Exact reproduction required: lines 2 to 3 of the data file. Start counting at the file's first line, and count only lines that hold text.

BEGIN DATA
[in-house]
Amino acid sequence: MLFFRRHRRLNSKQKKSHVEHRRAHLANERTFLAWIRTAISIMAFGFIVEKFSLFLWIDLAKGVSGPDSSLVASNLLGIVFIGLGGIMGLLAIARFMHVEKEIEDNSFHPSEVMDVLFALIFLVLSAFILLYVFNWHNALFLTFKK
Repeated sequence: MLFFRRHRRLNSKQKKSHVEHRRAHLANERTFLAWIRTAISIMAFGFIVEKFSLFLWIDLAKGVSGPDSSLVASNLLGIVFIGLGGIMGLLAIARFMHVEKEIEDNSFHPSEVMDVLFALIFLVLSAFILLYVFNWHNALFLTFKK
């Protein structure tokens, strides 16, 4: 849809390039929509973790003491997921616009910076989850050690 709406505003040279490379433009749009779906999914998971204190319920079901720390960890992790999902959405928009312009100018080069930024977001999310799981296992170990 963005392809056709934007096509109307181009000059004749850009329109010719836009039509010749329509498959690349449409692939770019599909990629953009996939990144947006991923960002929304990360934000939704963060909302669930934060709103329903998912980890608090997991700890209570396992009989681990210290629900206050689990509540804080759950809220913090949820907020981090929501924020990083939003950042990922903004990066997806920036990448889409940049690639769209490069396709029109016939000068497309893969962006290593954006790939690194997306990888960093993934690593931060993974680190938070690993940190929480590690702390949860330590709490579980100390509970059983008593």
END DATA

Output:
Amino acid sequence: MLFFRRHRRLNSKQKKSHVEHRRAHLANERTFLAWIRTAISIMAFGFIVEKFSLFLWIDLAKGVSGPDSSLVASNLLGIVFIGLGGIMGLLAIARFMHVEKEIEDNSFHPSEVMDVLFALIFLVLSAFILLYVFNWHNALFLTFKK
Repeated sequence: MLFFRRHRRLNSKQKKSHVEHRRAHLANERTFLAWIRTAISIMAFGFIVEKFSLFLWIDLAKGVSGPDSSLVASNLLGIVFIGLGGIMGLLAIARFMHVEKEIEDNSFHPSEVMDVLFALIFLVLSAFILLYVFNWHNALFLTFKK